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the case for projects part ii

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You already know how I feel about projects in general, but since only half the class wished to partake in the movie creation, I had to find something else for the rest of the class to do. 🥴


I knew what I didn't want: a freakin' report or a power point. 🤮

I also didn't want students spending any time outside of class with whatever they decided to do. No busy work.


I already mentioned that I wanted the final submission to be a quality product. And I really didn't care what it was (just not a report or a power point). What I put out there for students to consider, too, was the opportunity to relate it to their course of study at the university, however they decided to make that connection.


My instruction-giving skills have never been the best, but fortunately, my ability to "go with the flow" is second-to-none (save for suggestions of reports or power points! 🤣). So I basically told the students to think about something they could create that would marry what they learned in our class with something they learned in another class and/or present it in a way that would be relevant to other course material.


See what I mean about my instructions?

On the last day of class each student would present their projects, you know, presentational mode or whatever. I told them not to prepare specifically for the speaking, but rather give it their best shot. They did! And by and large, I was impressed. I mean, for this crew of students who have been educated behind screens for the last couple of years, the simple act of getting up in front of their peers in an elementary SPAN 1002 class without protesting was a WIN!


Some of the projects: a poem, a menu of Venezuelan food as was presented in our coursework, a print ad to advertise to the Venezuelan market, Maslow's Hierarchy of Needs (psych majors) as applied to the story we read.

Here's what you can't see:

  1. The student who submitted the top project spoke SO WELL, even without preparing. Typically, the only words out of her mouth is released in a whine and in English (no joke). But for this project, the student spoke in complete sentences and passionately about what she learned. I asked the class if anyone else was a floored as I was with [her] speaking. A few nodded their heads. WIN - for her, for me, for the others.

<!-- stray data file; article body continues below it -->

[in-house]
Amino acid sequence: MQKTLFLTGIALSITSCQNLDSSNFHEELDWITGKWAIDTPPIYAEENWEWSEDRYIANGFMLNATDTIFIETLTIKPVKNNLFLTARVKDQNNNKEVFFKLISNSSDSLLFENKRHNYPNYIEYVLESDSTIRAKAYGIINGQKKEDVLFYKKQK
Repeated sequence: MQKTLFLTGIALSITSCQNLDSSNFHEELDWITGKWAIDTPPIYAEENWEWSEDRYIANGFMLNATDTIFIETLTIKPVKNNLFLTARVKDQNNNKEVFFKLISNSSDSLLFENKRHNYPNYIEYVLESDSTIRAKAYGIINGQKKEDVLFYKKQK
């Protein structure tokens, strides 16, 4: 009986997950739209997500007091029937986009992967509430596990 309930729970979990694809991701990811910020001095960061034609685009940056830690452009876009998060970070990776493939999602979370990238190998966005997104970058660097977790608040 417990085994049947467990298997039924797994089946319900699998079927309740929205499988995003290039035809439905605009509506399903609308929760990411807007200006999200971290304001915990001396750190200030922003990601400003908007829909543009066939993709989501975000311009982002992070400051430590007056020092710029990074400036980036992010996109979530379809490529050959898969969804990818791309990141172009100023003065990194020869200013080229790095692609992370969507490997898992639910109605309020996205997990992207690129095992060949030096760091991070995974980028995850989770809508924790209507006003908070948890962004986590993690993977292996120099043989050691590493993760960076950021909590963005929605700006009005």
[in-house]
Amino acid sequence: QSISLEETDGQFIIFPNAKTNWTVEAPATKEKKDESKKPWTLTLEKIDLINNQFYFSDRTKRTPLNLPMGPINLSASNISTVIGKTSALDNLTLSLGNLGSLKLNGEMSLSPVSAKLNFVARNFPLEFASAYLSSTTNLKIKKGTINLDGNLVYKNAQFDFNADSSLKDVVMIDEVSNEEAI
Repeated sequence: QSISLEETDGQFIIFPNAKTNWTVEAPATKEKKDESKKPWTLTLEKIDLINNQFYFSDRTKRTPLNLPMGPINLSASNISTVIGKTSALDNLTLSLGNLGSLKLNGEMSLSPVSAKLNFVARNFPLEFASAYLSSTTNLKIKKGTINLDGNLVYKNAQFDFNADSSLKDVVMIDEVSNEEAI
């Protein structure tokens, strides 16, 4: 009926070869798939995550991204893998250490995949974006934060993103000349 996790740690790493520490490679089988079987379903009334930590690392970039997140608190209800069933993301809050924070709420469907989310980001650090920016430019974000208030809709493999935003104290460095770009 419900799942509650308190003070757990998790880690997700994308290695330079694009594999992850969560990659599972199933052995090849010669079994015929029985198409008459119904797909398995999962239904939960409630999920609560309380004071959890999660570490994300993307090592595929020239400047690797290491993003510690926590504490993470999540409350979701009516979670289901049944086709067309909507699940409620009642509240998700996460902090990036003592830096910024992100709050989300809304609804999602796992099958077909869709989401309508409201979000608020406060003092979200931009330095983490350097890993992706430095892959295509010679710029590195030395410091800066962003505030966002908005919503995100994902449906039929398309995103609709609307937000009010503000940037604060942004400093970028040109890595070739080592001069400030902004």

2. The student who submitted the print ad was absent (a senioritis flare-up 🙄) told me he was going to do a power point. Yeah, NO! So I told him to relate the project to his upcoming job at a sports drink company. He got to work right away - because it was interesting to him. Did he make it connect superbly with the course content... go with the flow, I say.

  3. The woman who turned in the menu. I was not quite impressed until she explained each of the offerings and how they related to the story we read, the documentary we watched and the podcast we listened to. This student is long out of high school and completely new to Spanish, so this also was a WIN.

We all know that I'll never be the one writing the book on pedagogy or methodology - thank heavens! But if you ever have the opportunity to suspend disbelief and the ability to "go with the flow," try it. The potential for development of other skills is great: time management, changing course mid-project, implementation and use of new apps (Canva, anyone?), making connections between their interests and other coursework.


Both thinking and creativity are at a premium these days. In allowing for both without fear of penalty, we are doing a great service to our students. And to ourselves.



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